I would love to be wrong: I predict things will get a lot worse before there is any chance of them getting better (and I don’t hold out much hope it will get better).

Yet another plug for exercise…

Exercise as Potent Medicine
http://well.blogs.nytimes.com/2013/12/11/exercise-as-potent-medicine/?_r=0

I have noted many times that exercise is good for you (just a few examples):

This article is some additional scientific evidence that exercise is the best medicine (well, the same as medicine). Simple exercise (we aren’t talking about marathons here; just brisk (where ‘brisk’ is based on the individual) walking 30+ minutes a day) works just as well as medicine, costs nearly nothing (got to get some shoes and maybe some gym clothes) and doesn’t require a prescription. Note, though, that it also doesn’t provide any revenue to the medical industrial complex, so don’t expect much support for targeted research to identify the patient-specific ideal combination of exercise.

However, as I hope the above collection of links shows, if you engage in a reasonable amount of physical activity 5+ days per week the probability you can add several healthy years to your life is dramatically higher than getting the same outcome taking drugs.

And it is free!

Lizard Breath

Lizard Breath May Have Evolved Before Dinosaurs
http://news.discovery.com/animals/dinosaurs/monitor-lizards-breathing-may-have-evolved-before-dinos-131211.htm

This is interesting and has me wondering how it is that we are only just now discovering it. That birds had a funky way of breathing that seemed to super charge their metabolism has (so far as I know) a long history and it would seem to me that once science had generally accepted that birds are dinosaurs, someone would have quickly started to compare birds with all other living dinosaur relatives and precursors. The article makes a plausible argument that the funky breathing (well, funky compared to us) was a survival characteristic during an earlier mass extinction event and only coincidentally wound up being the competitive advantage for the dinosaurs and later birds.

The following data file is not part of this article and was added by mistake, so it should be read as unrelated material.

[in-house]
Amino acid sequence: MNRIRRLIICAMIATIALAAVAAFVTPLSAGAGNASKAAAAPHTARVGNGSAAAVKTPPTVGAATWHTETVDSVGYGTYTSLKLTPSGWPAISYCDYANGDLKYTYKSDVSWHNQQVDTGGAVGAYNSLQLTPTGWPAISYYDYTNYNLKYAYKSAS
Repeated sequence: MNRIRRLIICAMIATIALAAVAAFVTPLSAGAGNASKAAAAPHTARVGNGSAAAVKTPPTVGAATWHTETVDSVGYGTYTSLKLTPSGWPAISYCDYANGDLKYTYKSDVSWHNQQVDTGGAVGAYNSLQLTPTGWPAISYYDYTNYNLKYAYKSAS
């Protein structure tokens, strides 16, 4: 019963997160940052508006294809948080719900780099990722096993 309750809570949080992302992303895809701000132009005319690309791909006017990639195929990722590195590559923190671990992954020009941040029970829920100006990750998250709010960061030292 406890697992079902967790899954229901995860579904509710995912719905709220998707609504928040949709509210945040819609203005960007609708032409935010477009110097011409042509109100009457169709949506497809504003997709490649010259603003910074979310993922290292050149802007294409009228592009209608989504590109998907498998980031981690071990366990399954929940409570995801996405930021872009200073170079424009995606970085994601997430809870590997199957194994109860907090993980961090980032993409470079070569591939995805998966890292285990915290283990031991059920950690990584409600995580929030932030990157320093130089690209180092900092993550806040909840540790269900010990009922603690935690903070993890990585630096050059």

Larn supmin neu ever day!

The Knowledge Journey

On my ride in this morning I had a mental conversation with my boy about encyclopedias in general and Wikipedia in particular. I figured it would be a good thing to add to my blog, so here she be…

There are no absolutes in knowledge. There is only the best picture at present. Open minded people grasp that immediately, others not so much. Any student of science will know that what is known absolutely one day might be completely contradicted the next (this doesn’t happen very often and when it does it sometimes takes an entire generation of old fogies to die off before the new, more correct (really, less incorrect) paradigm becomes accepted (see the back story on plate tectonics for a great instance of this effect)). Any and all sources of knowledge were assembled by people and all people have biases and agendas. Sometimes it is difficult or impossible to glean the biases or agendas of the author(s), so it is best to get into the habit of not trusting any single source of data and to seek multiple sources for comparison. This is not immune from issues either, but the diversity helps to get an improved impression of the agreed state of the art.